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The Macabre Bone Church of Sedlec adorned with 40,000 Human Skeletons

Neil Patrick

The Sedlec Ossuary  is a small Roman Catholic chapel, located beneath the Cemetery Church of All Saints in Sedlec, a suburb of Kutná Hora in the Czech Republic.

The ossuary is estimated to contain the skeletons of between 40,000 and 70,000 people, whose bones have, in many cases, been artistically arranged to form decorations and furnishings for the chapel.

The ossuary is among the most visited tourist attractions of the Czech Republic – attracting over 200,000 visitors annually.

Four enormous bell-shaped mounds occupy the corners of the chapel. An enormous chandelier of bones, which contains at least one of every bone in the human body, hangs from the center of the nave with garlands of skulls draping the vault.

Other works include piers and monstrances flanking the altar, a coat of arms of House of Schwarzenberg, and the signature of František Rint, also executed in bone, on the wall near the entrance.

Chandelier made of bones and skulls.Source

Chandelier made of bones and skulls.Source

In 1278, Henry, the abbot of the Cistercian monastery in Sedlec, was sent to the Holy Land by King Otakar II of Bohemia.

He returned with him a small amount of earth he had removed from Golgothaand sprinkled it over the abbey cemetery. The word of this pious act soon spread and the cemetery in Sedlec became a desirable burial site throughout Central Europe.

In the mid 14th century, during the Black Death, and after the Hussite Wars in the early 15th century, many thousands were buried in the abbey cemetery, so it had to be greatly enlarged.

Around 1400, a Gothic church was built in the center of the cemetery with a vaulted upper level and a lower chapel to be used as an ossuary for the mass graves unearthed during construction, or simply slated for demolition to make room for new burials.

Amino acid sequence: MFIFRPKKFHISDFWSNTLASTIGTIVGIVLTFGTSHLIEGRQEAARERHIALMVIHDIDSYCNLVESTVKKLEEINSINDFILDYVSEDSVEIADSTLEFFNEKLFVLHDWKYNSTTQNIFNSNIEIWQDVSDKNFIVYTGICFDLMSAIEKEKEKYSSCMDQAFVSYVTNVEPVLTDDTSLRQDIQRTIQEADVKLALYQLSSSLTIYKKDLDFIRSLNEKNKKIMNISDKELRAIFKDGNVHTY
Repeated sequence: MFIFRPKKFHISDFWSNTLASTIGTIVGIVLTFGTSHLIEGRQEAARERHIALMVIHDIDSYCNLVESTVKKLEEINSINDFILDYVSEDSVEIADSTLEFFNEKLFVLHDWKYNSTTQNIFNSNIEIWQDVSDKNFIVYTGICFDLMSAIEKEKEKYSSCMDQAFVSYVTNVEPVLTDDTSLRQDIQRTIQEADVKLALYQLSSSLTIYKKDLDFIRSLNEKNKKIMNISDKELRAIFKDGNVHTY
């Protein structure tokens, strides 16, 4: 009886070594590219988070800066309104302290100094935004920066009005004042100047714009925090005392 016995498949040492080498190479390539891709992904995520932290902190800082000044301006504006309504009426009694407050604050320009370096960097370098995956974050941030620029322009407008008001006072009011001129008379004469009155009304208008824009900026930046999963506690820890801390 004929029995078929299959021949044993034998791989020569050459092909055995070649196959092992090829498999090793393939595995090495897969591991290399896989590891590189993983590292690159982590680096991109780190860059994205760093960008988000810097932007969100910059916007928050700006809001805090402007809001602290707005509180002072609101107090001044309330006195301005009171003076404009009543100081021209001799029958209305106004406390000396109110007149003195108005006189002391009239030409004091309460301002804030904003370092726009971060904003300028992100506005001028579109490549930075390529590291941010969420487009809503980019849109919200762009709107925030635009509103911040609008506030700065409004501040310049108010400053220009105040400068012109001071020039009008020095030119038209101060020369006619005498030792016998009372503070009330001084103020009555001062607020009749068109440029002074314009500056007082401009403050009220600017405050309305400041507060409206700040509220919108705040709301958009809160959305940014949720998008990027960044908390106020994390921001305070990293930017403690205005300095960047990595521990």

After 1511, the task of exhuming skeletons and stacking their bones in the chapel was given to a half-blind monk of the order.

 

Chapel exterior.Source

Chapel exterior.Source

 

Coins left as offering.Source

Coins left as offering.Source

 

 Skeletons and bones Source: Dileep Kaluaratchie/Flickr

Skeletons and bones Source: Dileep Kaluaratchie/Flickr

 

 Chandelier Source: foilman/Flickr

Chandelier Source: foilman/Flickr

 

 Human Skeletons Source: Henry Burrows/Flickr

Human Skeletons Source: Henry Burrows/Flickr

 

 Skeletons and bonesSource izarbeltza/Flickr

Skeletons and bonesSource izarbeltza/Flickr

 

Schwarzenberg coat-of-arms made with bones.Source

Schwarzenberg coat-of-arms made with bones.Source

 

Sedlec_Ossuary_Entrance.Source

Sedlec_Ossuary_Entrance.Source

 

Signature of F. Rint written with bones.Source

Signature of F. Rint written with bones.Source

 

 Human Skeleton with a snake Source Todd Huffman/Flickr

Human Skeleton with a snake Source Todd Huffman/Flickr

 

Decorations made from human bones Source Todd Huffman/Flickr

Decorations made from human bones Source Todd Huffman/Flickr

 

Between 1703 and 1710, a new entrance was constructed to support the front wall, which was leaning outward, and the upper chapel was rebuilt.

This work, in the Czech Baroque style, was designed by Jan Santini Aichel.In 1870, František Rint, a woodcarver, was employed by the Schwarzenberg family to put the bone heaps into order, yielding a macabre result.